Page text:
By recognizing Dr. Biscet’s struggle, the opposition movement gains the legitimacy that most in the free world have exclusively granted to the regime. Through Dr. Biscet, an embrace of solidarity goes to a whole nation that up to now was accustomed to a world audience mesmerized by the charms of a despot.

Canada’s role

Canada has consistently been a major facilitator of Cuba’ regime survival ever since the collapse of the Soviet Union. When it comes to liquidity contribution via trade, investment and tourism, Canada leads the world by providing the cash that the Castro family desperately needs to stay in power. This is the pattern regardless of which party gathers most of the seats in Parliament Hill.

The apparent secret covenant between Canada and the regime, which is common knowledge among human rights activists in Cuba, has also damaged Canada’s reputation internationally. A Toronto Star article published on December 17, 2010, refers that “Canada is one of several countries that has stopped pressuring Cuba on human rights to gain business favours from Havana, according to confidential U.S. diplomatic cables released by WikiLeaks”.

With critical events unfolding sooner rather than later, perhaps is about time to realize that turning the back on the people of Cuba and failing to openly denounce this human tragedy will eventually backfire. Canadians should question the risks of dealing with the worst tyranny ever to take hold on the western hemisphere for two reasons:
· Its practicality if the explosive socio-economic context is considered
· The long-term moral consequence of wittingly contributing to prop up a criminal regime in the heart of the Americas.

By Nelson Taylor Sol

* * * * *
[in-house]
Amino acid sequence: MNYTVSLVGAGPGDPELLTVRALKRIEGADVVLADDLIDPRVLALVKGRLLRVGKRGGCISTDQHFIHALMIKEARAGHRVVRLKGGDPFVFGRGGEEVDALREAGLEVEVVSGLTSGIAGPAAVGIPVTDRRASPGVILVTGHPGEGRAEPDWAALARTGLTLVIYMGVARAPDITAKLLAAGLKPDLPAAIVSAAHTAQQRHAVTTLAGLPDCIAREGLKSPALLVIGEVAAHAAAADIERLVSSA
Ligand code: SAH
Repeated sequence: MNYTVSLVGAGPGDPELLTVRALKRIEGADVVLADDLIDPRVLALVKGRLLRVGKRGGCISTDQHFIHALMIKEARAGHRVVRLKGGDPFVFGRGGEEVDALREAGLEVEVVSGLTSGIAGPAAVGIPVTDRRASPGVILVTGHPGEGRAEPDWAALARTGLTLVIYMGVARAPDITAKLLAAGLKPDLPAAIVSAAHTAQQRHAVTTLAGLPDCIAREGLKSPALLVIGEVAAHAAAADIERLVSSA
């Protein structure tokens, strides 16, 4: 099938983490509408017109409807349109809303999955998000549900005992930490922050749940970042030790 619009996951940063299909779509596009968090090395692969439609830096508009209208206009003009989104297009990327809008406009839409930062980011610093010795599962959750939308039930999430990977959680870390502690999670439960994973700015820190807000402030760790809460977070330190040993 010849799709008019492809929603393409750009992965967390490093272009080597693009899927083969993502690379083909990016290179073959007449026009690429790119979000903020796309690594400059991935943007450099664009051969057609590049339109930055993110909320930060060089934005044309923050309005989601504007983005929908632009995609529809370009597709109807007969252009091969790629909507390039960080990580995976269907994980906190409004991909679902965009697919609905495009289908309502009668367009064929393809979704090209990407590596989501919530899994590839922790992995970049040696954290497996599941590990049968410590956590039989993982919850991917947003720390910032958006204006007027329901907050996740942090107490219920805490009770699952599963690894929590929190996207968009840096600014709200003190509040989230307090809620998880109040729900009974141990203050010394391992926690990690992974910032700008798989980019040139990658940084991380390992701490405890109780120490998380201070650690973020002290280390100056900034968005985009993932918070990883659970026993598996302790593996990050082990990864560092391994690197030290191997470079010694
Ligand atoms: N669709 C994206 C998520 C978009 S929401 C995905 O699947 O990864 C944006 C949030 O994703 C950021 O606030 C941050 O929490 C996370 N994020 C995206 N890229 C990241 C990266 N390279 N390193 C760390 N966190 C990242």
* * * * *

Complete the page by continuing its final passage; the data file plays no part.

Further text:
Friday, September 3, 2010

Cuentos de Rafael Sol Moreno (Popo)

Era aproximadamente entre las 12 y la 1 de la madrugada. Estábamos Mario Guerra, Guillermo Funes y yo arreglando una máquina propiedad de Chacho y Castillo; en eso llegó El Guardián (Argelio Domínguez), como siempre cómico y dicharachero sin saber que yo le había hecho una broma, cagándome en la puerta de su casa.

Sin saber aun lo que le esperaba nos saludó: “La gente de Titigua”, yo le contesté: “La gente del marañón”, y prosiguió: “Vengo de ver a mi novia, y me he comido allá tremendo arroz con pollo. Qué maravilla!!

Yo me dije: “te vas a cagar en tu madre cuando llegues a la casa”. Cuando fue a entrar y tropezó con la mierda se puso mulo bufando. Le dije “Marañón, qué te pasa” y me dijo: ¡que se han cagao en mi puerta y me he cubierto los pies de mierda; pero a ese cabrón lo voy a vigilar y le voy a cortar el culo con mi chaveta (él era zapatero)
Al día siguiente se me ocurrió escribir los siguientes versos:

“El Guardián y el Mojón”:
el Guardián llegó contento
y enfadado se acostó
porque un poco de excremento
en la puerta se encontró.

Cogió la escoba y furioso
ni una huella dejó
salió con rabia buscando
el culo que allí cagó.

Me voy a poner a velar
desde en casa del vecino
que si este vuelve a cagar
Oiga; le corto el fonino.

Cuando la poesía del Guardián fue leída en un acto cultural, esta provocó una ovación en el público. Un señor llamado Cecilio Salinas que tenía una venduta en el barrio, y en cuya casa las paredes de la cocina eran de saco de yute pintados con lechada de cal, me pidió que le regalara los versos para ponerlos en su venduta. Pero ya al regreso del acto cultural había hablado con el Guardián que se le había pasado la bronca, y le confesé: fui yo quien se cagó, y aquí tienes la poesía. “So cabrón yo sabía que el jodedor había sido de cerca. Pero regálamela para ponerla en la zapatería”.Es tuya, le dije, y se la entregué.
A Don Cecilio le dije que le haría una para su venduta y me inspiré:
Cecilio Salinas tiene
Una tienda, y hay tabacos
Y allá en su casa tiene
Una cocina de sacos.

En la cocina de sacos
Del gran Cecilio Salinas
Se tiran peos los gatos
Y se mean las gallinas
¿Y saben lo que pasó?: el viejo me corrió detrás con una escoba para pegarme y no paraba de insultarme. Yo era entonces un niño, y él murió de viejo peleado conmigo, jamás me perdonó.

Cuentos de Santa Rita

Por Gladys Sol Moreno.

“Mi abuelo Fengue, su sinsonte y el gato”
El era comerciante, tenía, entre otros negocios una bodega frente a la casa. A las doce en punto cerraba para almorzar.
Abuelita ponía la mesa para toda la familia, porque a esa hora mis tíos llegaban de la finca para almorzar todos juntos. Era como un ritual; hasta que abuelo no presidía la mesa nadie se sentaba.
Lo primero que él hacía diariamente era alimentar al sinsonte con unas bolitas de papa y huevos duros, todo mezclado con cierta consistencia. Mientras le introducía las bolitas le iba chiflando el Himno Nacional. Estaba orgulloso porque el pajarito ya lo cantaba hasta la primera estrofa.